Feeling Limited versus Setting Limits

on February 22 | in Individual Improvement | by | with Comments Off on Feeling Limited versus Setting Limits

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There’s only so many hours in a day and there’s only so many responsibilities you can fulfill simultaneously. There’s only so many goals you can reach for while still making any sort of significant progress, only so many people you can be close with, and only so many things you can be highly skilled at. These are all reasonable perspectives on the flash of lightning that is a human life, limits do exist. But that’s just the framework for the game, not the rules by which we play it.

When we set our own limits, we enable ourselves. When we internalize the limits others give us, we disable ourselves. It’s as simple and as difficult as that – it’s not always easy to tell where a cage wall came from.

Feeling Limited

We’re told that happiness lies at the end of a long and arduous trek up a career mountain and that life isn’t worth living without occasionally splurging and decadence. Our friends and family resist changes that seem to move us away, colleagues and clients express urgency that calls for no independent existence, and the community says specific things mean status and esteem. Visions of cage walls are conjured by people in their struggles all about us and it’s supremely easy to internalize those and start feeling limited.

Do you have a sense that you cannot overcome your current situation? Everyone has been there – and everyone will be there again. Here are my personal favorite tactics when I feel this coming down.

Identify Limiting Beliefs
When you can clearly see a thing in your mental landscape, it’s much easier to banish it. Not that it’ll disappear in a puff of smoke – that almost never happens. But, with the foe named, you see him coming every time and can raise your defenses. That doesn’t mean you’ll instantly be free, but it’s how we fight the good fight.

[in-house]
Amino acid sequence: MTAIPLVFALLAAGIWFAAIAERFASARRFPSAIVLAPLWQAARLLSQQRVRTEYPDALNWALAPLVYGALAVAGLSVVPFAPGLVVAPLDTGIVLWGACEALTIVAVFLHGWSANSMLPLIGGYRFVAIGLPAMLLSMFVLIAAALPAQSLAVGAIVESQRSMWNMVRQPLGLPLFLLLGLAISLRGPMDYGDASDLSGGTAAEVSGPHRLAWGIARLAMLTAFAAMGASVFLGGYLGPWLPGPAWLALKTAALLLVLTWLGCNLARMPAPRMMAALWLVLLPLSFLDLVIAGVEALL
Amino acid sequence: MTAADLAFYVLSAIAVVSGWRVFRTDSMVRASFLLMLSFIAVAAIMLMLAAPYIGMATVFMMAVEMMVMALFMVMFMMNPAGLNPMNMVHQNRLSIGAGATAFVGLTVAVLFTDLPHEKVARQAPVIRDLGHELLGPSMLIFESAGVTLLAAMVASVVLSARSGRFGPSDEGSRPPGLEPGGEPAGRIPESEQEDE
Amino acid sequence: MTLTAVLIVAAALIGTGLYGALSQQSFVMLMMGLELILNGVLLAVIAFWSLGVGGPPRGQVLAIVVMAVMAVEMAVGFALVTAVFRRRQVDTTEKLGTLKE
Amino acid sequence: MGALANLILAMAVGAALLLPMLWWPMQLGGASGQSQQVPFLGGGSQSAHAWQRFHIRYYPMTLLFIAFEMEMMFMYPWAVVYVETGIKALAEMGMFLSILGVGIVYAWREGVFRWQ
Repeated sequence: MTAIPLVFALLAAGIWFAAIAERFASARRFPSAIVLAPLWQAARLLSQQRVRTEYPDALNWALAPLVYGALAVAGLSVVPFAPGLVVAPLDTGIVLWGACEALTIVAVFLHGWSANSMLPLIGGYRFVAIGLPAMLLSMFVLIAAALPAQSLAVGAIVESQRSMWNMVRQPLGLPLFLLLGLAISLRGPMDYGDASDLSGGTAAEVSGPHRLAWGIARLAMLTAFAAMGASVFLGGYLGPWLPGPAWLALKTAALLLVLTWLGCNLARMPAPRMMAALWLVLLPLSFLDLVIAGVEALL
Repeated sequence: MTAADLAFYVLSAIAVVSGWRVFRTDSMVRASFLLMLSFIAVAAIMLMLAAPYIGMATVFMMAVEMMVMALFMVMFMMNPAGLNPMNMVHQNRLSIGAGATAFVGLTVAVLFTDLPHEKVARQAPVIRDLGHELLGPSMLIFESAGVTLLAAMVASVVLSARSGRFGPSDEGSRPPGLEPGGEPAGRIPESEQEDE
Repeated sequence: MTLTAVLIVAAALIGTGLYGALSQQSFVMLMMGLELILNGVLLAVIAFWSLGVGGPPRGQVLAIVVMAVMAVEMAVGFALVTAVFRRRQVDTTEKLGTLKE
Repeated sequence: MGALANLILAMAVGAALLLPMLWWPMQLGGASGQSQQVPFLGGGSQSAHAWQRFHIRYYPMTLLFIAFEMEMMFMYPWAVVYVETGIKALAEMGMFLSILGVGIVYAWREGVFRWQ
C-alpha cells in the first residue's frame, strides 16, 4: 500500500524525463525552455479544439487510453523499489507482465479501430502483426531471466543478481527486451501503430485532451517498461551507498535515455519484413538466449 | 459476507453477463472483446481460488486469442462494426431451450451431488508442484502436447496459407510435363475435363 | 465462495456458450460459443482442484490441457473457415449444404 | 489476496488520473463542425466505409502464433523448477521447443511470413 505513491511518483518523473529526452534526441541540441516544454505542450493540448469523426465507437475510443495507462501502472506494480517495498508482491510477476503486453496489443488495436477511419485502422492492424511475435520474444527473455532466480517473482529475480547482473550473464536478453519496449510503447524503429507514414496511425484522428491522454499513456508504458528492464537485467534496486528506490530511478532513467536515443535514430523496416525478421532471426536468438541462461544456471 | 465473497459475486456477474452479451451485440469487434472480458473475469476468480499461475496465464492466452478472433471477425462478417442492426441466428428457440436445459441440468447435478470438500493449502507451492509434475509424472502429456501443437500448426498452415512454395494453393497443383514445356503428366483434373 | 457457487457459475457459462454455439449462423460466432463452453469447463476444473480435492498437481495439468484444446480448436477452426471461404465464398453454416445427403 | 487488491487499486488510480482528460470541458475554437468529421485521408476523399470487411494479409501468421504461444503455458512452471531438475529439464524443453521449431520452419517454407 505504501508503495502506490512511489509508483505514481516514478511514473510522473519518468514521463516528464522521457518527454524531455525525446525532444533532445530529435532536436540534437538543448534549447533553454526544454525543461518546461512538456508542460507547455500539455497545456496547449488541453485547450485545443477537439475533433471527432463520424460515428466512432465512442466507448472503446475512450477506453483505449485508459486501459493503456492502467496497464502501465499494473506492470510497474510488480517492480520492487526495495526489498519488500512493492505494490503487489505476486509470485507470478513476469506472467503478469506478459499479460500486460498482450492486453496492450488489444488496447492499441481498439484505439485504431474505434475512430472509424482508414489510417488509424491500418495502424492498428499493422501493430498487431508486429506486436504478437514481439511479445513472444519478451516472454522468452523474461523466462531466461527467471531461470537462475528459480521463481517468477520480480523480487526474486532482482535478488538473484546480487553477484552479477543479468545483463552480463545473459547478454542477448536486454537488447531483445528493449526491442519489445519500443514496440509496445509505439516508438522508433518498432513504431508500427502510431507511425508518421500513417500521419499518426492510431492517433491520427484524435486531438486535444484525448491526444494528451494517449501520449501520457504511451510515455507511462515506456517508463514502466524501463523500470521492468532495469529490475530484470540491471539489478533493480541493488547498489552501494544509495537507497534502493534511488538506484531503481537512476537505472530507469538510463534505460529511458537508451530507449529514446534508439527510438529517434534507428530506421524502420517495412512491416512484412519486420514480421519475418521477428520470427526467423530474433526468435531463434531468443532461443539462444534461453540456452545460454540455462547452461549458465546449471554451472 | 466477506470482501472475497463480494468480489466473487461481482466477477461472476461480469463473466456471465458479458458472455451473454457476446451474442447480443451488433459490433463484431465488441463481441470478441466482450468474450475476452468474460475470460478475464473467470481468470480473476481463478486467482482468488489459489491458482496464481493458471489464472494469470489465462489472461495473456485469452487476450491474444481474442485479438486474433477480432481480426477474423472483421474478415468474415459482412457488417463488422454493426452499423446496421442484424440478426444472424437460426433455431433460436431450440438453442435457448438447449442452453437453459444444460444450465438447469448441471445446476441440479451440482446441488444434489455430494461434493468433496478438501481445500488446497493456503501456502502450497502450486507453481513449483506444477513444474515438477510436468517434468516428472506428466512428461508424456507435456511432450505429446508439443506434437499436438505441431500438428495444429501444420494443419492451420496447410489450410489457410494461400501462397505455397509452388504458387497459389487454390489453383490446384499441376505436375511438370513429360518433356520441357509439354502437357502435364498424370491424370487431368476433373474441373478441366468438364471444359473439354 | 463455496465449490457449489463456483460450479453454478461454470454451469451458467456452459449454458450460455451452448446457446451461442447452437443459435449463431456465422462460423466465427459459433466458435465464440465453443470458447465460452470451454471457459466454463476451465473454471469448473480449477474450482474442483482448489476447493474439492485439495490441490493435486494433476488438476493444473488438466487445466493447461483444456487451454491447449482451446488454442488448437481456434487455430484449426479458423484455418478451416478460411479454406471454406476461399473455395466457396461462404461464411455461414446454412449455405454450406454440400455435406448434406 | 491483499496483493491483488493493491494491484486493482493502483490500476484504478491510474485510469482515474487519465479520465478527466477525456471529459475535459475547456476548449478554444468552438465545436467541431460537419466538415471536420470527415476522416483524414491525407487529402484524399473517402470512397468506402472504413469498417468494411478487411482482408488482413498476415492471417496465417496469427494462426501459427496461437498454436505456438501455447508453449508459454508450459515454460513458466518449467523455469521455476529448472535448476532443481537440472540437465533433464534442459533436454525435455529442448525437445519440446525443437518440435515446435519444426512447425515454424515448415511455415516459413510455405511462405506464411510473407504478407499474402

Identify and Confront Energy Drains
When we don’t let go of anger or resentment, we spend a part of every day’s energy maintaining it. Same for anxiety, fear, and simply negativity in general. Seek forgiveness and stillness in yourself, and you’ll have renewed energy to resolve your current difficulties and reach for the stars.

Have Faith
Whatever your spiritual path, simply have faith that everything will work out. I’m a strong advocate of meditation and affirmations, but I also pray for faith. It doesn’t matter if you do these methods or others. In the end, it comes to do this: just relax, it’ll be okay.

A Timeline Visualization
Stop and breathe. Relax and let the tension drain out of yourself. When you’re ready, mentally envision the current month – it’s a partial arc, with all your successes and trials on it as bubbles. When you’ve got it in mind, zoom back and exhale to the current year – it’s still a partial arc, but your successes and trials have become tiny. Zoom back and exhale to your life time as a half circle, and the successes and trials have disappeared into the overall smoothness of your mortal rising and subsiding. See that, at either end of the half circle, there’s a line stretching out – time before your life and time after. Zoom back and exhale to witness the timeline of mankind; your life itself is but a tiny dot. And, again, one last time – zoom back and exhale and see the truth, that all of humanity’s time disappears into the flatness of eternity.

Also, the always-excellent Steven Furtick sermonizes on the interaction of faith and false limitations:

Setting Limits